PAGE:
Accordingly, pursuant to the present invention, the polypeptides are used in a concentration of 0.25 to 4 with an osmotic agent, such as dextrose which is used in a concentration of 0.5 to 4. The polypeptides have an average molecular weight of 400 to 900 daltons. It has been found that not more than 0.10% of the polypeptides should have a molecular weight of greater than 1,200. This minimizes the risk of immunogenic response. Additionally, not more than 25% of the polypeptides should have a molecular weight of less than 400. This prevents the uremic problems that will occur with the solution proposed in Klein.

It should be noted that the lower weight peptides are readily absorbed. For a 1% polypeptide solution, if the solution contains more than 25% polypeptides having a molecular weight less than 400, greater than 40 gms amino acid will be absorbed by the patient causing uremia. Accordingly, the polypeptides, pursuant to the present invention, are limited to less than or equal to 25% having a molecular weight less than 400.

Polypeptides can be used alone or in combination with amino acids as nutritional supplements in a dialysis solution to correct protein malnutrition.

Preferably, in an embodiment, the polypeptides used in the present invention include the following amino acid profile.

Amino Acid Composition
ASX 10.3
GLX 20.3
SER 4.5
GLY 2.3
HIS 2.4
ARG 2.3
THR 5.7
ALA 6.4
PRO 5.8
TYR 3.7
VAL 4.6
MET 2.3
ILE 4.7
LEU 11.7
PHE 3.4
LYS 9.7

To this mixture 50 to 150 mg valine and 15 to 30 mg tryptophan are added per gm of peptides. This composition provides improved nutritional benefits to the patient.

To provide a balanced nutritional solution, preferably, the ratio of polypeptides to dextrose, in the solution is 0.3 to 2 by weight.

By way of example, and not limitation, the dialysis solution should comprise, in addition to the polypeptides and dextrose:

Total heavy metals <5 ppm
Aluminum <500 ppb
With respect to peptides used, they should comprise:
Sodium <50 mg/gm
Chloride <10 mg/gm
Potassium <0.2 mg/gm
Magnesium <1 mg/gm
Calcium <1 mg/gm
Phosphorus <1 mg/gm
Lactose <5 mg/gm

The polypeptides dialysis solution can be formulated in a single bag or in two separate containers. In an embodiment, the polypeptides can be formulated in a single bag with glycerol as an additional osmotic agent.

In an embodiment, the present invention provides a peritoneal dialysis solution that is housed in two separate units and then mixed prior to use. These units can be two separate containers or they can be two chambers of a single bag.

By way of example, and not limitation, the composition contained in separate chambers can be as follows:

Chamber 1 Chamber 2
Dextrose (% w/v) 1.0-8.0 
Polypeptides (% w/v) 0.0 0.5-8.0 
Sodium (mEq/L) 0-300 0-300
Chloride (mEq/L) 0-250 0-250
Lactate (mEq/L) 0-100 0-100
Bicarbonate (mEq/L) 0-100 0-100
Calcium (mEq/L) 0-10  0-10 
Magnesium (mEq/L) 0-5.0  0-5.0 
pH 4.0-5.5  6.0-7.5 

Preferably, only dextrose is contained in chamber 1. In an embodiment, lactate is contained in chamber 1 along with dextrose.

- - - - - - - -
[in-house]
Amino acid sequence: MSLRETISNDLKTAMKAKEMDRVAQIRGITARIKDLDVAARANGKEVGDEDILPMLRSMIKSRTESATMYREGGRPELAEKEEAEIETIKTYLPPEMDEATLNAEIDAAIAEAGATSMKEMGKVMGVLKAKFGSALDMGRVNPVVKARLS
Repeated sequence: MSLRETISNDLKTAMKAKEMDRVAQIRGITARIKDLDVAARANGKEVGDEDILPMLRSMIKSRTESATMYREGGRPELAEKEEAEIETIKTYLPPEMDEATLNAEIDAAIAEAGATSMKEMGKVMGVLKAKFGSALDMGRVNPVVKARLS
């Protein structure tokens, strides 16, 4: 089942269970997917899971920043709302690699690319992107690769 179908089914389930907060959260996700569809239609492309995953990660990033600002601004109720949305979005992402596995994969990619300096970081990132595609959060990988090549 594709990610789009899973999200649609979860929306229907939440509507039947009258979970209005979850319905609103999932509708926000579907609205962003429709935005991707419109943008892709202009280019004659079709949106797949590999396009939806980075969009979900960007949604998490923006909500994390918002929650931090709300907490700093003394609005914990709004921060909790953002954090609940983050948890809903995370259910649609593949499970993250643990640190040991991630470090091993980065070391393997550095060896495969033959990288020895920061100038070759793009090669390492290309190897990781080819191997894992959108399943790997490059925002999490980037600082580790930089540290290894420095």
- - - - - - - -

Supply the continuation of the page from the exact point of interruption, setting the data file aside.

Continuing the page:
The contents of the two chambers are mixed prior to infusion into the peritoneal cavity of the patient. The combined solution has the following composition:

Dextrose (% w/v) 0.5-4.0
Polypeptides (% w/v) 0.25-4.0 
Sodium (mEq/L) 120.0-150.0
Chloride (mEq/L)  80.0-110.0
Lactate (mEq/L)  0.0-45.0
Bicarbonate (mEq/L)  0.0-45.0
Calcium (mEq/L) 0.0-4.0
Magnesium (mEq/L) 0.0-4.0
pH 6.0-7.4

As previously noted, pursuant to the present invention, synthetic peptides can also be utilized. Synthetic peptides provide better defined characteristics and contain less impurities compared to peptides obtained by hydrolysis of proteins. The synthetic peptides should be approximately 2 to about 15 amino acids long. Preferably, the synthetic peptides comprise 4 to about 10 amino acids in length.

Pursuant to the present invention, the solution can be used for intraperitoneal drug delivery. Due to the size of peptides, one is able to keep the fluid in the peritoneum and thus avoid the problems of too rapid absorption experienced with saline and dextrose solutions.

It should be understood that various changes and modifications to the presently preferred embodiments described herein will be apparent to those skilled in the art. Such changes and modifications can be made without departing from the spirit and scope of the present invention and without diminishing its attendant advantages. It is therefore intended that such changes and modifications be covered by the appended claims.

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Classifications
U.S. Classification514/13.5, 604/410, 604/416, 604/403, 514/23, 514/15.4
International ClassificationA61K47/42, A61K38/01, A61K31/70, A61M1/14, A61K33/00, A61P7/08, A61K47/26, A61K9/08, A61K38/02, A61M1/28, A61K38/00
Cooperative ClassificationA61M1/287, A61K38/018, A61K38/02
European ClassificationA61K38/01D6, A61M1/28D, A61K38/02